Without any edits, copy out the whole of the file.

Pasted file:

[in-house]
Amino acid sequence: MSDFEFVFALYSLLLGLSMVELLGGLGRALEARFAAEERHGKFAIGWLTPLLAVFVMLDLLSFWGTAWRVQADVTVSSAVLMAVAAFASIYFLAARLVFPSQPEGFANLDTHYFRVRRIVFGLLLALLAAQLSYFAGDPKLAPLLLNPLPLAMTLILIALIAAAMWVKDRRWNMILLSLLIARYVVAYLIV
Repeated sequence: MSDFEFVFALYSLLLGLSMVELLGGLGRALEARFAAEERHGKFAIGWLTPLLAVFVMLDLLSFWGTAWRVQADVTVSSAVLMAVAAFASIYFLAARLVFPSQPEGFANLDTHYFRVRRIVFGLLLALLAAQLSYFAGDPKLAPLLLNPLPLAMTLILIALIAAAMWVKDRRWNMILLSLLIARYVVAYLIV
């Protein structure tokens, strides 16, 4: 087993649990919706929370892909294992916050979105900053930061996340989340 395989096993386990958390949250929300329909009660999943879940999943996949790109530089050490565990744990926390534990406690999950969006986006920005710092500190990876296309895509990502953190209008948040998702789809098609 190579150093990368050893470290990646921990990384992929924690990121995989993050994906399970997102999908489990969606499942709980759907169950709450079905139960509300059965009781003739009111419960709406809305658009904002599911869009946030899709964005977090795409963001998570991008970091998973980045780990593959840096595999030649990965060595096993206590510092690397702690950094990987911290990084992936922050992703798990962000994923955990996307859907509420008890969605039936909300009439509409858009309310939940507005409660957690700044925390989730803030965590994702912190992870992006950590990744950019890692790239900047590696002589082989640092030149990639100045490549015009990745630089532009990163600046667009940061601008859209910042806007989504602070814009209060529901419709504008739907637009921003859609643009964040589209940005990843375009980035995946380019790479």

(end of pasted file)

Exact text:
[in-house]
Amino acid sequence: MSDFEFVFALYSLLLGLSMVELLGGLGRALEARFAAEERHGKFAIGWLTPLLAVFVMLDLLSFWGTAWRVQADVTVSSAVLMAVAAFASIYFLAARLVFPSQPEGFANLDTHYFRVRRIVFGLLLALLAAQLSYFAGDPKLAPLLLNPLPLAMTLILIALIAAAMWVKDRRWNMILLSLLIARYVVAYLIV
Repeated sequence: MSDFEFVFALYSLLLGLSMVELLGGLGRALEARFAAEERHGKFAIGWLTPLLAVFVMLDLLSFWGTAWRVQADVTVSSAVLMAVAAFASIYFLAARLVFPSQPEGFANLDTHYFRVRRIVFGLLLALLAAQLSYFAGDPKLAPLLLNPLPLAMTLILIALIAAAMWVKDRRWNMILLSLLIARYVVAYLIV
């Protein structure tokens, strides 16, 4: 087993649990919706929370892909294992916050979105900053930061996340989340 395989096993386990958390949250929300329909009660999943879940999943996949790109530089050490565990744990926390534990406690999950969006986006920005710092500190990876296309895509990502953190209008948040998702789809098609 190579150093990368050893470290990646921990990384992929924690990121995989993050994906399970997102999908489990969606499942709980759907169950709450079905139960509300059965009781003739009111419960709406809305658009904002599911869009946030899709964005977090795409963001998570991008970091998973980045780990593959840096595999030649990965060595096993206590510092690397702690950094990987911290990084992936922050992703798990962000994923955990996307859907509420008890969605039936909300009439509409858009309310939940507005409660957690700044925390989730803030965590994702912190992870992006950590990744950019890692790239900047590696002589082989640092030149990639100045490549015009990745630089532009990163600046667009940061601008859209910042806007989504602070814009209060529901419709504008739907637009921003859609643009964040589209940005990843375009980035995946380019790479």